PARTICIPANTS at workshop in Jalingo, Taraba State has said the health of women and children in the North-East zone has remained pathetic.
They hinged a better future for them on proper nutrition and access to affordable medical services.
The forum also observed that Nigeria could only achieve a healthy populace by improving on maternal, neonatal and child-health (MNCH) services.
The participants also advised the country’s leaders to evolve policies that would encourage better maternal nutrition, create awareness and identify potential solutions to the myriad of problems facing pregnant women.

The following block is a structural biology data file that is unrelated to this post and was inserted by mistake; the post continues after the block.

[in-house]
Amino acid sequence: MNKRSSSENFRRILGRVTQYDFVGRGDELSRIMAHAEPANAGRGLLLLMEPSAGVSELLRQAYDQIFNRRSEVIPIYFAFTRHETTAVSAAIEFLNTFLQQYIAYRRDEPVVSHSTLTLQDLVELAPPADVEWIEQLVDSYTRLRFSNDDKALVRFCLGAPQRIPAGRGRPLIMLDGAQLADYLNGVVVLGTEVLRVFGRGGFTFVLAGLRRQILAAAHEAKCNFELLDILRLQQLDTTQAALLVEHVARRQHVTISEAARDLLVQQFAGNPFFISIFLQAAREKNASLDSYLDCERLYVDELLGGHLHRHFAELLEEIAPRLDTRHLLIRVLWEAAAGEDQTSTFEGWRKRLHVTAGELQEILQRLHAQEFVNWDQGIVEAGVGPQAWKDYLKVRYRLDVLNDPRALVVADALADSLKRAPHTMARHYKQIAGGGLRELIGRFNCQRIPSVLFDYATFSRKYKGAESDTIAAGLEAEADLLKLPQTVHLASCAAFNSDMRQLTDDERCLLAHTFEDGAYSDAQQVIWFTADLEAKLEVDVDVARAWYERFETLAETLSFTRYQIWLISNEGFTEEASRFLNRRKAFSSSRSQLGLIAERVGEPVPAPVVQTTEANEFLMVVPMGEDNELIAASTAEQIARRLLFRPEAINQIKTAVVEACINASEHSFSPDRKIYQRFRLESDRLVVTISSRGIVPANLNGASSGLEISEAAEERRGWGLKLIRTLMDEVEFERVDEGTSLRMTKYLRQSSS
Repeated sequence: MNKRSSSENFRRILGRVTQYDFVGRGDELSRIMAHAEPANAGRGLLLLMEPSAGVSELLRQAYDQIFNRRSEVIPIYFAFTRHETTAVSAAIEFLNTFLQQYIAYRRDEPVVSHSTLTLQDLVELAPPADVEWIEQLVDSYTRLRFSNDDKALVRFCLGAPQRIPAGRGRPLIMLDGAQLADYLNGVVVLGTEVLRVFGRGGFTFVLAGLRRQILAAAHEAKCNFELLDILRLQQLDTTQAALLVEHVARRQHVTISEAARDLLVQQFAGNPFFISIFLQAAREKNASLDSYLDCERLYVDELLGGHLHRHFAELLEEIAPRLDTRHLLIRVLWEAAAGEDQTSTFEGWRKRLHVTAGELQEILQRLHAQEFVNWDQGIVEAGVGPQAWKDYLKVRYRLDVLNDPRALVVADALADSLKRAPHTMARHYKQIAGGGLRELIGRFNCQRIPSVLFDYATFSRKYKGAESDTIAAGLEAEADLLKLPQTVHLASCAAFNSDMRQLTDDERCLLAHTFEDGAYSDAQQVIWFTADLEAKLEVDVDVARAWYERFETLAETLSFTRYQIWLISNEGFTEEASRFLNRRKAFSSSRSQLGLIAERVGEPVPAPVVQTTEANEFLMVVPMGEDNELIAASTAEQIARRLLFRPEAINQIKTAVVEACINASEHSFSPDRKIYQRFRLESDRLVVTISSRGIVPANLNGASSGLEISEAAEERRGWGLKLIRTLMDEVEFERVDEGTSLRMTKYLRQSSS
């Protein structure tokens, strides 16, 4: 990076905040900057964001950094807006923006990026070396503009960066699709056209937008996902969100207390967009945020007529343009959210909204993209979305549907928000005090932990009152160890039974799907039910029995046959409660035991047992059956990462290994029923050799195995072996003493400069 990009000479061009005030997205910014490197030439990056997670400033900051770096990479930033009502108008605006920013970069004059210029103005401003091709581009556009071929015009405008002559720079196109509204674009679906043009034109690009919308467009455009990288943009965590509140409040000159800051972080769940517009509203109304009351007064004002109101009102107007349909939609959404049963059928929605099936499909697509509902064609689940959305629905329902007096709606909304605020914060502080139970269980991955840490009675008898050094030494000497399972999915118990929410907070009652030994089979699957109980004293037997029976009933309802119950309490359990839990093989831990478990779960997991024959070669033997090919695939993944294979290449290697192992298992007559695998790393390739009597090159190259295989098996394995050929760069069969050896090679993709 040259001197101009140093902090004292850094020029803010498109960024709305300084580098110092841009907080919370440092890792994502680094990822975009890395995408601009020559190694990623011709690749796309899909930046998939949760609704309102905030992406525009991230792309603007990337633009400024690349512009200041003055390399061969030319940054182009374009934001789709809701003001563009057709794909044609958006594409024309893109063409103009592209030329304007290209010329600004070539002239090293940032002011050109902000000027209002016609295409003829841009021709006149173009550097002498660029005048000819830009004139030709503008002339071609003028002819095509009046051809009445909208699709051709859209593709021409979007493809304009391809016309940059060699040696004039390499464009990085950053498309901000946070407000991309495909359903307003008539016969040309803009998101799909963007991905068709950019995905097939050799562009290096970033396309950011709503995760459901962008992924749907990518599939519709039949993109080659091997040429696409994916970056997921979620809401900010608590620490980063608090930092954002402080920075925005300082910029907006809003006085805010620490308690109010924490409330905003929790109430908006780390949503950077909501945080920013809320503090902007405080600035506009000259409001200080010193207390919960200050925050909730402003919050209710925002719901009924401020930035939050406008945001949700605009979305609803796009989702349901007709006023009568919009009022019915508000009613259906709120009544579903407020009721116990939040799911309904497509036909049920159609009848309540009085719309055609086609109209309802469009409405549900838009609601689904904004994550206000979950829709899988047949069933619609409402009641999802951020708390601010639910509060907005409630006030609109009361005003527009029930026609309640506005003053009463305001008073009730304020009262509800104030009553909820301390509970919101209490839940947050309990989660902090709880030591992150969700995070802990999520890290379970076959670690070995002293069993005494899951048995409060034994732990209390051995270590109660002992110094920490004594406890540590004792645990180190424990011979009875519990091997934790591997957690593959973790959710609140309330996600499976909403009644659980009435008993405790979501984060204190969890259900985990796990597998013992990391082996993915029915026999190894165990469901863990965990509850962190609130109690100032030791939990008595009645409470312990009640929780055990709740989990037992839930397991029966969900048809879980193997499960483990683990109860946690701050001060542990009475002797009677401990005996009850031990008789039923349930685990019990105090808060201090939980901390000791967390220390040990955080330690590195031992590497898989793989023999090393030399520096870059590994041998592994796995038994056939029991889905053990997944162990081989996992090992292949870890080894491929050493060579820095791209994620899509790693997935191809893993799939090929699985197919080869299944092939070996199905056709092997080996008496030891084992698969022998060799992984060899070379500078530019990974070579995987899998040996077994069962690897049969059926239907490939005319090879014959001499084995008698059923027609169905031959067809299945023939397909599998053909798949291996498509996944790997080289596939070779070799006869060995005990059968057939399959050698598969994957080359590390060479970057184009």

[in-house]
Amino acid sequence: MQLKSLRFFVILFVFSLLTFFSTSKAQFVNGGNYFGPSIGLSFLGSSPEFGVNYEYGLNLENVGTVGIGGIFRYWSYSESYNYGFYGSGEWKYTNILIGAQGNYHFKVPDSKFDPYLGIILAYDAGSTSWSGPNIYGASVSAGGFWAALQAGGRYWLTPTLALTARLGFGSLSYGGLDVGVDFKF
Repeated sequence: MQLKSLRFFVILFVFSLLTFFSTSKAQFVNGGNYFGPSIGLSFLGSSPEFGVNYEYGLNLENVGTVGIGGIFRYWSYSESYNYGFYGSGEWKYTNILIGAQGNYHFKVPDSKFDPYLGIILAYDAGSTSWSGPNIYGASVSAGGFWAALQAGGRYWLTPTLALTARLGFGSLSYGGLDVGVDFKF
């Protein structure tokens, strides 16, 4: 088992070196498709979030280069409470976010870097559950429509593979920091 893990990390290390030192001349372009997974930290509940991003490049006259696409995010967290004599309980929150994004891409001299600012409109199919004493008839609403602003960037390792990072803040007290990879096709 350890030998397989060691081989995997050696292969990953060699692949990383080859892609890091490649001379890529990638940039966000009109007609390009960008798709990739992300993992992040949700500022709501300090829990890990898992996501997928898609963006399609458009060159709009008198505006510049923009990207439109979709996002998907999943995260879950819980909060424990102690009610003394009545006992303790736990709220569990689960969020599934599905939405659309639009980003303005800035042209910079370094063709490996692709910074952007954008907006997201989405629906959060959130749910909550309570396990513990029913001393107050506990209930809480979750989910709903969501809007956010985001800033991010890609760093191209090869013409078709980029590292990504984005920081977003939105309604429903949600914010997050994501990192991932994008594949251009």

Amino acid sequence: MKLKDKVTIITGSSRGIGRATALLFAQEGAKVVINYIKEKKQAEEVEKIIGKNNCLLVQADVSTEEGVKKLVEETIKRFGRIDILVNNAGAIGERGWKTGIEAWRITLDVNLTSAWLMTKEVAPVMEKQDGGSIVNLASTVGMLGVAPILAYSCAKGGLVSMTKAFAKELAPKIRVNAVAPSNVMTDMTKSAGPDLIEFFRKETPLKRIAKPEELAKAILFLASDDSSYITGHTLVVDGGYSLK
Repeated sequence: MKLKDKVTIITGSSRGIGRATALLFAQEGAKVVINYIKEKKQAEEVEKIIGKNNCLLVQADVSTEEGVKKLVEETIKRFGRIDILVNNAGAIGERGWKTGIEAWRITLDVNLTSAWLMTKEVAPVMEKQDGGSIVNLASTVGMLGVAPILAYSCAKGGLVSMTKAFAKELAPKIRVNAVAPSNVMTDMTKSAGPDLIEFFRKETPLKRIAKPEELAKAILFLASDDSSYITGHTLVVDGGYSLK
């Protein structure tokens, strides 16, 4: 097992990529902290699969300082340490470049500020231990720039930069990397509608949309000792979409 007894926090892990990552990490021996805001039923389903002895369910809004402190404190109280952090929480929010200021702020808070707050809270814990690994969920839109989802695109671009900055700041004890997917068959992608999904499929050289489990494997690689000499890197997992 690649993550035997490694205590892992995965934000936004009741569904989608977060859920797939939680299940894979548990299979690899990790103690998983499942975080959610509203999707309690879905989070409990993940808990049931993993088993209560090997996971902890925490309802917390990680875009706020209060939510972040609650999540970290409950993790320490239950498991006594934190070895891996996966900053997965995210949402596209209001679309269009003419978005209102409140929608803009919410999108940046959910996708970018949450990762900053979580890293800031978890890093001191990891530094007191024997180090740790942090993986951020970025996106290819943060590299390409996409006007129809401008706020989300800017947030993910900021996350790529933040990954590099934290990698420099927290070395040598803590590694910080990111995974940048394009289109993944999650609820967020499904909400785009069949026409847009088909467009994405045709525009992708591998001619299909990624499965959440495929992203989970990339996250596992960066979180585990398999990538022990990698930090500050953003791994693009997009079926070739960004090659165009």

Leader of Common Heritage Foundation, Prof. Oladele Akogun, the organisers of the workshop in collaboration with the School of Public Health, Emory University of the United States and the state’s Ministry of Health, canvassed sustainable advocacy for nutrition for women.
Two of the resource persons, Prof. Debora McFarland and Prof. Aimee Web-Girard, asserted that the status of “women’s health is relatively poor in the North-East” and called for better strategies to halt the trend.
The Guardian learnt that the foundation had carried out study, which showed that religion biases, social and economic deprivations were militating against pregnant women’s ability to meet required nutritional intake.